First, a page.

It's a story about mice and rats - but they're very human little things.
Mrs Frisby is having a worrying time bringing up her young family since she lost her husband. Her youngest, Timothy, is a bit of a weakling and falls rather seriously ill just at the beginning of spring. This is bad timing because in the spring the mice have to leave their winter home in the vegetable garden, and go to live in the woods well away from all the human activity. So what can Mrs Frisby do when she realizes that Timothy is not well enough to move?
Well, first of all she seeks the advice of the wise old owl. This involves a hair-raising flight on the back of a crow, straight to the owl's home in the trunk of an old tree in the woods. It's a bit of a nerve-wracking visit because mice are, after all, known to be a tasty tit-bit for a hungry owl. The owl advises Mrs Frisby to seek the help of the rats.
Now, the rats who live under the old rose bush are a very special breed of rat. Mrs Frisby can see that as soon as she is allowed into their hole. These rats, they have electric lights and lifts and they teach their young to read! To her surprise, they seem perfectly willing to help her with her problem - they'll simply move the whole concrete block that the Frisby family live in, to a more suitable place. The only thing is, Mrs Frisby can't understand why the rats should go to any trouble at all to help her.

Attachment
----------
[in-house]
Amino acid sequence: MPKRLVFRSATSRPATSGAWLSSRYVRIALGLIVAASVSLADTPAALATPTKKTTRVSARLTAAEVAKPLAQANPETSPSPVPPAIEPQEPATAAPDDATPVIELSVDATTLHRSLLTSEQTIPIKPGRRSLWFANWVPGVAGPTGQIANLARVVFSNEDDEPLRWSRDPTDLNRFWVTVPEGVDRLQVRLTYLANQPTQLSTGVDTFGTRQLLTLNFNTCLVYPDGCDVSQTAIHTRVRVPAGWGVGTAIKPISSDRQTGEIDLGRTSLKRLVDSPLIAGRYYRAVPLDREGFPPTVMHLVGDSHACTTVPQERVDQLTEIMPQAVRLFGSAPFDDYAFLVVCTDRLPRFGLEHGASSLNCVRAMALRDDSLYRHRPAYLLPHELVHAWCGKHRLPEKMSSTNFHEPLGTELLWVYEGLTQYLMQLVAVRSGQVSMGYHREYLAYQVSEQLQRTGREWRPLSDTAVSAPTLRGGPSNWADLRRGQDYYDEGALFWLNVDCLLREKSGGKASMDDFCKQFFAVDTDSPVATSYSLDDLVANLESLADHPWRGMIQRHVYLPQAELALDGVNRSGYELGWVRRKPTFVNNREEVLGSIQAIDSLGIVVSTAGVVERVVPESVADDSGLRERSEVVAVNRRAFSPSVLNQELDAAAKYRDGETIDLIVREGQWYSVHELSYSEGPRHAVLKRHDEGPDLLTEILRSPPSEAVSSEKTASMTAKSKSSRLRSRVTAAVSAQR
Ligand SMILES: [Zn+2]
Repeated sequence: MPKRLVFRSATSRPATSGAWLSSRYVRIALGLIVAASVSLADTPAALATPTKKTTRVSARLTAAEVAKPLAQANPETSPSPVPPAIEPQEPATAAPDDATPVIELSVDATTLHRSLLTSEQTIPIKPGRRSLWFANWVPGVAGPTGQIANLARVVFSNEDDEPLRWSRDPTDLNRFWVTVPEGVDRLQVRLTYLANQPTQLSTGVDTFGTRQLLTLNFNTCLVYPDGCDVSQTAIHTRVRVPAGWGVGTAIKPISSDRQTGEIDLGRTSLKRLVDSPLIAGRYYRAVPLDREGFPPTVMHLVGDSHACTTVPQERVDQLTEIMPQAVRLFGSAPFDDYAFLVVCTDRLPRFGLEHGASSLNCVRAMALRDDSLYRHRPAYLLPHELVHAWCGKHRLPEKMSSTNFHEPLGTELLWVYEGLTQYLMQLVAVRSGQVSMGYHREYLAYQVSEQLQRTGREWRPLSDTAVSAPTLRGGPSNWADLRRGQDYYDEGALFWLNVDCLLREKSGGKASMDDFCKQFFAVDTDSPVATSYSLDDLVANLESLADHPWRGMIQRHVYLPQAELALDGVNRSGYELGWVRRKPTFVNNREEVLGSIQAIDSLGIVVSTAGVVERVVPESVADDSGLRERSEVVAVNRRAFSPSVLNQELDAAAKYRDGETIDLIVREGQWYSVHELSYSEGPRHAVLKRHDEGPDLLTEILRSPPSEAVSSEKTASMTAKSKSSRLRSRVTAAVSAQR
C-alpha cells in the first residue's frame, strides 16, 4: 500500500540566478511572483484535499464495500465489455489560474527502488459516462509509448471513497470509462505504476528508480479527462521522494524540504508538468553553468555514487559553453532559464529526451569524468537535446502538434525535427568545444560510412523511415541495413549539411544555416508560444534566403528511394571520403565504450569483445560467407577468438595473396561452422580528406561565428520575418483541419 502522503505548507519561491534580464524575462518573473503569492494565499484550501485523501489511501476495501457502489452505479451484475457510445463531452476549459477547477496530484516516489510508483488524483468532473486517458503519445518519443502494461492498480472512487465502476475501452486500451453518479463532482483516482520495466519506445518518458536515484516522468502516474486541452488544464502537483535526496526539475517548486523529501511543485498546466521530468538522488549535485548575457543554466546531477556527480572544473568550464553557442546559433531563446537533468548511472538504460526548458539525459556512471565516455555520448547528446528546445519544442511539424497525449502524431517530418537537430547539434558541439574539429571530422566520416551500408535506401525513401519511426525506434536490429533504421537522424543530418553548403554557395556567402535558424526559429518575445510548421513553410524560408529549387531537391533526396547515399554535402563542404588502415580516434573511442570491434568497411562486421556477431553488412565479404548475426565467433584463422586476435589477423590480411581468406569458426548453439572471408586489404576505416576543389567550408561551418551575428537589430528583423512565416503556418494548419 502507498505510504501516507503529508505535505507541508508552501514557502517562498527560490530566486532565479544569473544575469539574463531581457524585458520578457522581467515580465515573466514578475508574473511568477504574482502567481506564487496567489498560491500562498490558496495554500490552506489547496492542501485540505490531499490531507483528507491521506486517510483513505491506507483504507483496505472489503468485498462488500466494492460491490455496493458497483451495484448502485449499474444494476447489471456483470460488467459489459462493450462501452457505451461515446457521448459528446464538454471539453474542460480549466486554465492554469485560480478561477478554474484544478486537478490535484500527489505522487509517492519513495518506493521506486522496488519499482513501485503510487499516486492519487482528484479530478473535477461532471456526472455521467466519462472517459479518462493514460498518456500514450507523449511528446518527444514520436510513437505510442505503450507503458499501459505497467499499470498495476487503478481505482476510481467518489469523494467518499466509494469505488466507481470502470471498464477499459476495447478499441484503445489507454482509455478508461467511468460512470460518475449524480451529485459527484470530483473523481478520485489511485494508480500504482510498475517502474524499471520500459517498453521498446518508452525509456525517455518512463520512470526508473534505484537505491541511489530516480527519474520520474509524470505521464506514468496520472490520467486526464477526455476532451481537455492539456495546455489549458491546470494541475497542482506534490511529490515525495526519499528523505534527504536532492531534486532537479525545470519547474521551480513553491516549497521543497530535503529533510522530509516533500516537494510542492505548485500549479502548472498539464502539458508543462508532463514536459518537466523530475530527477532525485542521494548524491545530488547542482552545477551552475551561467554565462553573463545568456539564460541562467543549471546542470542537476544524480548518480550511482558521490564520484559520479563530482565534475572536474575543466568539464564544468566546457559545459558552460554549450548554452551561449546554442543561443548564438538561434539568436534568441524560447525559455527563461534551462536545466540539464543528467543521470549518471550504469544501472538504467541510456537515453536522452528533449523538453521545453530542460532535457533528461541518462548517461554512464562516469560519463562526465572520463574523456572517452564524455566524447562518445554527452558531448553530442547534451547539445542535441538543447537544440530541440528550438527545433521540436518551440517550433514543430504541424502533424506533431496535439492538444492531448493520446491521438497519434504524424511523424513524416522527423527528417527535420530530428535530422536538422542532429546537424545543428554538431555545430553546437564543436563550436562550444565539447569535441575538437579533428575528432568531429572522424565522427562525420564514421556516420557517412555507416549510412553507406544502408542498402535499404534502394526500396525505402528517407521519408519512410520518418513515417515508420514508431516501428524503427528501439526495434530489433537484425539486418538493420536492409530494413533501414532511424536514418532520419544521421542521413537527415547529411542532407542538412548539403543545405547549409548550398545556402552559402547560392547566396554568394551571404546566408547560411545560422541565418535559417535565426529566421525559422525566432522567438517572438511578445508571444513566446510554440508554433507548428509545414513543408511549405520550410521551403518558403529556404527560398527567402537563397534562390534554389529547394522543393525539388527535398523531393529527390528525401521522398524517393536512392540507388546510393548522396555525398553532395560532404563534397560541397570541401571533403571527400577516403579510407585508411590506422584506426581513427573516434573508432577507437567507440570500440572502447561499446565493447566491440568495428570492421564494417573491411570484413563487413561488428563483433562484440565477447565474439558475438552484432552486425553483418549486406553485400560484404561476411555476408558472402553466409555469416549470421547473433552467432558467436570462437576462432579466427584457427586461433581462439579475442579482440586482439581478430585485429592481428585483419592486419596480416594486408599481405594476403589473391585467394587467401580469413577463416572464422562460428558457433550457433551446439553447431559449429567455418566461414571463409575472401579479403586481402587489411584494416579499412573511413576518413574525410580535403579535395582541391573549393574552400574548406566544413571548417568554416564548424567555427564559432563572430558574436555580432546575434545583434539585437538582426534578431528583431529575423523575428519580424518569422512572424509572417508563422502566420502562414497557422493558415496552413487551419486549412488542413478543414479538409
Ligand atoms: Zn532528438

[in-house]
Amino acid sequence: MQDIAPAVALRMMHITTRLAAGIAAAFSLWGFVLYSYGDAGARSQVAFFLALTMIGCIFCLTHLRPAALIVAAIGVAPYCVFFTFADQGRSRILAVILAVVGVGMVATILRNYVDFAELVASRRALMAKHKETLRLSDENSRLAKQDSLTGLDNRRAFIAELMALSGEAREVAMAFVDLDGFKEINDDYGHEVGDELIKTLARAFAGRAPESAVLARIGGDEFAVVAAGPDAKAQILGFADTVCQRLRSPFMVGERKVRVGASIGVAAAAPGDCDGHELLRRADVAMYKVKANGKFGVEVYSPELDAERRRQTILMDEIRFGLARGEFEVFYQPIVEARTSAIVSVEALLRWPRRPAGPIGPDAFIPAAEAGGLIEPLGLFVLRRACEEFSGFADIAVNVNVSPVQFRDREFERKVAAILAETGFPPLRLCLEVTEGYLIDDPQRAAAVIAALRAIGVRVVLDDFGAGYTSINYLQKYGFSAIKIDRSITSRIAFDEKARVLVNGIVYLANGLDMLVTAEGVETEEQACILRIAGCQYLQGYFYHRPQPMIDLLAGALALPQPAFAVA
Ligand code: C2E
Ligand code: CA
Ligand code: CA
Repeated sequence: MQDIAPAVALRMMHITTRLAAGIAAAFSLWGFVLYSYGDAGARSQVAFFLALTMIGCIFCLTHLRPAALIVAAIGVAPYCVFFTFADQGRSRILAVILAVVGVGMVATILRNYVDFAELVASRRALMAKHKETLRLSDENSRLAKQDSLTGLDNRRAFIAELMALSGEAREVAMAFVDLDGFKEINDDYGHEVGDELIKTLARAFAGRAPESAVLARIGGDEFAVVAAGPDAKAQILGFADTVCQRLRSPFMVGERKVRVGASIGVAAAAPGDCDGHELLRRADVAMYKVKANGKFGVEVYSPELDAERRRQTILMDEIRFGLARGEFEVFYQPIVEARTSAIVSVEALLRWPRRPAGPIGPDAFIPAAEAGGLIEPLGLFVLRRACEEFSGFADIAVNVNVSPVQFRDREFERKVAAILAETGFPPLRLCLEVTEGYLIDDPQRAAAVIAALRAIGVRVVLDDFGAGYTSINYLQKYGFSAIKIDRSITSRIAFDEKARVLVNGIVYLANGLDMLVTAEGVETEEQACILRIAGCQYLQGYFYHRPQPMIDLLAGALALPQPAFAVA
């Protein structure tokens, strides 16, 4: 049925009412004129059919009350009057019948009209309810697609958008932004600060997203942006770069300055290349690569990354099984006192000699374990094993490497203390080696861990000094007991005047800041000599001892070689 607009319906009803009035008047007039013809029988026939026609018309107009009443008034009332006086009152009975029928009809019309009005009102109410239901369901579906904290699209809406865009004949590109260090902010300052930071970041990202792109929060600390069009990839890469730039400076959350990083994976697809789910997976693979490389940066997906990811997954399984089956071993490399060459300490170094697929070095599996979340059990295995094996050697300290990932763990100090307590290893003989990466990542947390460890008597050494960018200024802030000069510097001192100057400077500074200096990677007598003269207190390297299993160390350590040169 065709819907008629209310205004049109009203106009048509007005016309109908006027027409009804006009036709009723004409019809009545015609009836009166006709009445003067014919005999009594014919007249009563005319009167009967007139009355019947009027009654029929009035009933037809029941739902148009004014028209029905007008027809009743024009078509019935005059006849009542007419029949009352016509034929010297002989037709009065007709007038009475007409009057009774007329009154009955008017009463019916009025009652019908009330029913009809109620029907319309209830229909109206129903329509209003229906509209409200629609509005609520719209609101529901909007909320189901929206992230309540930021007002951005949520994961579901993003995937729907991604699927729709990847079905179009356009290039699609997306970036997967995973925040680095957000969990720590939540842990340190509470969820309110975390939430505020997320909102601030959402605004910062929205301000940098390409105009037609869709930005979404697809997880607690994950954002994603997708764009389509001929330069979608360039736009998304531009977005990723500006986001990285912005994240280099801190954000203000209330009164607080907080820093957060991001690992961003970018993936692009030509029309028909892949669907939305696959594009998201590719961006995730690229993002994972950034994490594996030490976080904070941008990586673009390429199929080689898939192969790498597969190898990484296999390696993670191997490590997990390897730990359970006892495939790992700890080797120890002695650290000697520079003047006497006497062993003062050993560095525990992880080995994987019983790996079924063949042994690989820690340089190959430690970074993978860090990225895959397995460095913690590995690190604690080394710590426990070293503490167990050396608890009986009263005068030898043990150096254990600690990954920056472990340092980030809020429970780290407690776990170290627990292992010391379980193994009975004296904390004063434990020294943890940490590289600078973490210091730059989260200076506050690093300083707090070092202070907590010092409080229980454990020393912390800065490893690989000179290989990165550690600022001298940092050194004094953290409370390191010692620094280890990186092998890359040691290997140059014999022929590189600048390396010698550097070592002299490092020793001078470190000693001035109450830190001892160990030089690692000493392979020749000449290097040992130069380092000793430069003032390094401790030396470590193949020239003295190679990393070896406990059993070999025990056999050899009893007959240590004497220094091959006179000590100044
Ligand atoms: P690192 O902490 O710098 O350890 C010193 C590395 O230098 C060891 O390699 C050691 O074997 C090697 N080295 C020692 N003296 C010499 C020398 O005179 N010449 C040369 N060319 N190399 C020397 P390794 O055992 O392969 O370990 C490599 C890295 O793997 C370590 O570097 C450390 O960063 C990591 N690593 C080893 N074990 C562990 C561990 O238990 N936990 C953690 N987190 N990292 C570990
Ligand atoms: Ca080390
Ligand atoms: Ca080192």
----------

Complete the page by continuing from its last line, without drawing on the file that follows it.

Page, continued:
It's out of loyalty to her dead husband, Jonathan Frisby. Actually, it seems that the rats knew Jonathan better than Mrs Frisby did herself. What is the great secret of the rats of NIMH? You'll only find out if you read the book because I'm not going to tell you. But it is a great adventure.
If you enjoy this book you will be pleased to know that there are two more books about the adventures of the Rats of NIMH. They weren't written by Robert C O'Brien. They were written by his daughter Jane Leslie Conly, but don't let that put you off! Have a look at:
If it's the rats that you like, you might enjoy this one by Alan Temperley:
Or this bit of fun by Philip Pullman:
Also any books by Stephen Elboz might interest you: